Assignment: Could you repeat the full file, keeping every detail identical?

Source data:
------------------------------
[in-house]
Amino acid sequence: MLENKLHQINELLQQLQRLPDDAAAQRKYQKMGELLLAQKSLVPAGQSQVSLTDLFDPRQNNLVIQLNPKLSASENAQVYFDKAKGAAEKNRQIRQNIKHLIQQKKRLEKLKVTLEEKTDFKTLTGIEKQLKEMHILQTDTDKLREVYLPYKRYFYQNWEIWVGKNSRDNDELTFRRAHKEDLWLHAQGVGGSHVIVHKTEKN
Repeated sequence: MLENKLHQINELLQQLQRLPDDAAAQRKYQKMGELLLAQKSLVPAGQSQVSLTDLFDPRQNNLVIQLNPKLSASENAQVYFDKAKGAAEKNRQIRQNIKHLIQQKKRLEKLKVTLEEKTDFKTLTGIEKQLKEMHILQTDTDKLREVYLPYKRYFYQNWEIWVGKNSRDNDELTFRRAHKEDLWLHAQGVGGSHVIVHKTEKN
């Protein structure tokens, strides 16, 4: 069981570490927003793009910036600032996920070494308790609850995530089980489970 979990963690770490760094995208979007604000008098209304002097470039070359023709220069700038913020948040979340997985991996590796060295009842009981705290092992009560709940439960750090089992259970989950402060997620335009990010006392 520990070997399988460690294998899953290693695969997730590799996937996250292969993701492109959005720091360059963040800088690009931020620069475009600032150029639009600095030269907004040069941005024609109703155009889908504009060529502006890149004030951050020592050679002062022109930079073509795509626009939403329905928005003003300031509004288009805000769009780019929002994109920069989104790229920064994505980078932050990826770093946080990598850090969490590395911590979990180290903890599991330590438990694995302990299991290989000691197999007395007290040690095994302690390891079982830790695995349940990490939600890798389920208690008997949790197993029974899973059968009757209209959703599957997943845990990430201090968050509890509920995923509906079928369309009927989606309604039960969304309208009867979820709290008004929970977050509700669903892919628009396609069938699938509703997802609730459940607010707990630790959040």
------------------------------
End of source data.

[in-house]
Amino acid sequence: MLENKLHQINELLQQLQRLPDDAAAQRKYQKMGELLLAQKSLVPAGQSQVSLTDLFDPRQNNLVIQLNPKLSASENAQVYFDKAKGAAEKNRQIRQNIKHLIQQKKRLEKLKVTLEEKTDFKTLTGIEKQLKEMHILQTDTDKLREVYLPYKRYFYQNWEIWVGKNSRDNDELTFRRAHKEDLWLHAQGVGGSHVIVHKTEKN
Repeated sequence: MLENKLHQINELLQQLQRLPDDAAAQRKYQKMGELLLAQKSLVPAGQSQVSLTDLFDPRQNNLVIQLNPKLSASENAQVYFDKAKGAAEKNRQIRQNIKHLIQQKKRLEKLKVTLEEKTDFKTLTGIEKQLKEMHILQTDTDKLREVYLPYKRYFYQNWEIWVGKNSRDNDELTFRRAHKEDLWLHAQGVGGSHVIVHKTEKN
């Protein structure tokens, strides 16, 4: 069981570490927003793009910036600032996920070494308790609850995530089980489970 979990963690770490760094995208979007604000008098209304002097470039070359023709220069700038913020948040979340997985991996590796060295009842009981705290092992009560709940439960750090089992259970989950402060997620335009990010006392 520990070997399988460690294998899953290693695969997730590799996937996250292969993701492109959005720091360059963040800088690009931020620069475009600032150029639009600095030269907004040069941005024609109703155009889908504009060529502006890149004030951050020592050679002062022109930079073509795509626009939403329905928005003003300031509004288009805000769009780019929002994109920069989104790229920064994505980078932050990826770093946080990598850090969490590395911590979990180290903890599991330590438990694995302990299991290989000691197999007395007290040690095994302690390891079982830790695995349940990490939600890798389920208690008997949790197993029974899973059968009757209209959703599957997943845990990430201090968050509890509920995923509906079928369309009927989606309604039960969304309208009867979820709290008004929970977050509700669903892919628009396609069938699938509703997802609730459940607010707990630790959040």